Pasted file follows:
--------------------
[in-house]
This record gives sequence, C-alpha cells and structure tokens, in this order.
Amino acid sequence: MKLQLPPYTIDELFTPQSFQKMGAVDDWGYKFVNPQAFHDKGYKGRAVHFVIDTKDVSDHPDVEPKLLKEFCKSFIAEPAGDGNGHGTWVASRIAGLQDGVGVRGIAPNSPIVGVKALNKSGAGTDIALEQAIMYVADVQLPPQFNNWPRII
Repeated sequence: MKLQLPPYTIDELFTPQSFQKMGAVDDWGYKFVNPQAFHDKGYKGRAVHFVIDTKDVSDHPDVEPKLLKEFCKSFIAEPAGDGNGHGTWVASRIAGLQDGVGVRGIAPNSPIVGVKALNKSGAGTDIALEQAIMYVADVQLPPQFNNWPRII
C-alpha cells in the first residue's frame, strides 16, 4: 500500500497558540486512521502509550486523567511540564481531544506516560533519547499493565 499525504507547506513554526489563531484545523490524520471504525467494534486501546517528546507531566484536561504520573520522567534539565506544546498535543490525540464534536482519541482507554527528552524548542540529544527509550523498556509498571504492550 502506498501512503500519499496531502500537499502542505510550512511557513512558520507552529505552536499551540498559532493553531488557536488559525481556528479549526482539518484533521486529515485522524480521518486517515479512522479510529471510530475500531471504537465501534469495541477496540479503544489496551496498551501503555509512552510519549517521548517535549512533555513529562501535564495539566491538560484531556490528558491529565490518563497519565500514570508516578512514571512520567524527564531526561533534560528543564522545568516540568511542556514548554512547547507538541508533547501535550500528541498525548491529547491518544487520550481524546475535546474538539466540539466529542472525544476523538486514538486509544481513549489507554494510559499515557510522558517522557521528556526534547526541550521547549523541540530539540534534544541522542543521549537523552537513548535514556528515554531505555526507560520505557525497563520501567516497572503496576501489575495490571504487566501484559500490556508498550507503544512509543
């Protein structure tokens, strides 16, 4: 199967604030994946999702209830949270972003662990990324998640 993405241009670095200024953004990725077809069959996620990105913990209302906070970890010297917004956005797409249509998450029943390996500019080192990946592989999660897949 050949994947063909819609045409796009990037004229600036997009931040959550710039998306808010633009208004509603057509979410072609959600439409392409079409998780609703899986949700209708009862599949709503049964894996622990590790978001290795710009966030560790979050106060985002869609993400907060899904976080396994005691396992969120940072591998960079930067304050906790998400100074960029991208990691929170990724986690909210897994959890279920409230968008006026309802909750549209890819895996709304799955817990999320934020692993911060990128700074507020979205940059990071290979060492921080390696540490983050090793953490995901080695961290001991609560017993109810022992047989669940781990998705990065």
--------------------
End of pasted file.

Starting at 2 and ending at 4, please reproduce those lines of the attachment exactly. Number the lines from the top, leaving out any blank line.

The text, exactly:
This record gives sequence, C-alpha cells and structure tokens, in this order.
Amino acid sequence: MKLQLPPYTIDELFTPQSFQKMGAVDDWGYKFVNPQAFHDKGYKGRAVHFVIDTKDVSDHPDVEPKLLKEFCKSFIAEPAGDGNGHGTWVASRIAGLQDGVGVRGIAPNSPIVGVKALNKSGAGTDIALEQAIMYVADVQLPPQFNNWPRII
Repeated sequence: MKLQLPPYTIDELFTPQSFQKMGAVDDWGYKFVNPQAFHDKGYKGRAVHFVIDTKDVSDHPDVEPKLLKEFCKSFIAEPAGDGNGHGTWVASRIAGLQDGVGVRGIAPNSPIVGVKALNKSGAGTDIALEQAIMYVADVQLPPQFNNWPRII